AMSA Convention 2016 Logo

Not FDA-Approved

The New Physician May-June 2004
Your physician probably does it and you will, too—prescribe drugs for
unapproved uses. But how do you know you can trust what drug companies are saying about their products? Welcome to the nebulous world of off-label

In 1994, Neurontin, a drug clinically known as gabapentin, was approved by the U.S. Food and Drug Administration (FDA) to help control seizures in epileptics. It was developed by the pharmaceutical company Parke-Davis, a subsidiary of Warner-Lambert, and approved for a very narrow indication, only to be used in severe cases and in combination with other epileptic seizure drugs already on the market. As a result, sales for Neurontin were expected to be minimal.

Yet by 2000, the sales had ballooned to $1.7 billion per year. So how did this happen to an “add-on” drug with such narrow applications? Through the practice of off-label prescribing, when physicians recommend drugs to patients for purposes not approved by the FDA. (For a guide to the drug approval process, see “Up for Review,” p. 20.)

Over the years, physicians have prescribed Neurontin as a pain medication to treat a wide variety of conditions, including: bipolar disorder, pain syndromes, peripheral and diabetic neuropathy, reflex sympathetic dystrophy, attention deficit disorder, restless legs syndrome, trigeminal neuralgia, posthepatic neuralgia, migraine headaches, and drug and alcohol withdrawal seizures. Some physicians also began prescribing Neurontin alone to treat epilepsy. And why wouldn’t physicians use Neurontin in these ways? After all, two studies published in the Journal of the American Medical Association reported how the medication significantly reduced chronic pain, while research published in other journals praised the drug for its effectiveness in treating bipolar disorder.

Unfortunately, those studies weren’t as reliable as physicians might have believed. According to court documents from a 2001 whistleblower case filed in the U.S. District Court in Boston, Parke-Davis and Warner-Lambert, which has since been purchased by Pfizer, had hired marketing firms to write articles to endorse Neurontin’s off-label uses. As part of this “publication strategy”—as it was referred to in company documents—the firms then found physicians willing to sign their names as authors, even though they were not involved in the research. An invoice from one of the marketing firms showed that Parke-Davis agreed to pay $12,000 to the firm for each article and a $1,000 honoraria to each physician willing to serve as an “author.” Also, in order to maintain content control, the articles were reviewed by Parke-Davis and Warner-Lambert officials before being sent to medical journals for publication.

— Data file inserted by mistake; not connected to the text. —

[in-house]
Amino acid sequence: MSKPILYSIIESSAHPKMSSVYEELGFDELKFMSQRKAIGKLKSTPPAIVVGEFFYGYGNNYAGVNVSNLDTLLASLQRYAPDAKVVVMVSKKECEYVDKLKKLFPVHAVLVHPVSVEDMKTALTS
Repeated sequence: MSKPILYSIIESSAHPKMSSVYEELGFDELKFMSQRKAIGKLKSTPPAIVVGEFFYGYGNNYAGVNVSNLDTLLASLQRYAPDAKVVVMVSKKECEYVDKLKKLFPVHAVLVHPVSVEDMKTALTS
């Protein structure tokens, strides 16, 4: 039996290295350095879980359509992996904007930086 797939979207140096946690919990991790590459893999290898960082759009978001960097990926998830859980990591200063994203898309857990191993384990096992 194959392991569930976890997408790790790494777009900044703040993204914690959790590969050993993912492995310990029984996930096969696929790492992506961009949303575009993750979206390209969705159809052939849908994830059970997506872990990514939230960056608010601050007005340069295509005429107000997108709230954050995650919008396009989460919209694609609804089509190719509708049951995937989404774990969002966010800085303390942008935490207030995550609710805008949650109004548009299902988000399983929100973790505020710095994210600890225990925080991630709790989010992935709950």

However, the whistleblower, David Franklin, who worked for Parke-Davis for five months in 1996, testified that the fraudulent studies were just a small part of the company’s efforts to promote off-label uses. Additionally, the company paid physicians—tens of thousands of dollars a year, in some cases—to speak to their peers about the benefits of Neurontin, while other physicians received payments in exchange for allowing pharmaceutical sales representatives into exam rooms to meet with patients, review medical data and even make prescription recommendations. It was all part of a marketing campaign to drive off-label sales. “If we are going to market Neurontin effectively, we have to do it for monotherapy, for epilepsy, also for pain and bipolar and other psychiatric uses,” a Parke-Davis marketing executive told sales representatives in a recorded voice-mail message submitted to the court.

And as it turns out, that marketing push worked. Pfizer reported that in 2000 nearly 80 percent of prescriptions written for Neurontin were for purposes other than treating epileptic seizures, and the drug’s profitability continues to grow, exceeding $2.3 billion in 2002. Meanwhile, Franklin’s lawsuit still lingers in federal court.


The aggressive off-label promotion of Neurontin is an extreme case of a company marketing a drug for a use not approved by the FDA. However, companies frequently push their drugs’ off-label uses.

On a daily basis, pharmaceutical sales and detail reps meet with physicians to discuss their companies’ various products. And while they’re not allowed by the FDA to promote an off-label use, they are allowed to dance on the line between promoting and providing information.

“When the sales people go out, they can’t affirmatively tell the doctor, ‘Hey doc, we got this new study just in. It’s really terrific. It shows that the drug is very safe, very effective for whatever [the off-label use] is,’ and build a following in a market for it,” says Jerome Halperin, the president and CEO of the Food and Drug Law Institute, an organization composed of more than 500 manufacturers and suppliers of medicines, medical devices, food and cosmetics subject to FDA regulation. “Now they can come very close to that, legally. Because if a physician says, ‘Do you have a reprint of the study that can be provided?’ and if the physician reads the reprint and makes a judgment that, ‘Hmm, looks like this drug will work,’” then Halperin says that’s OK.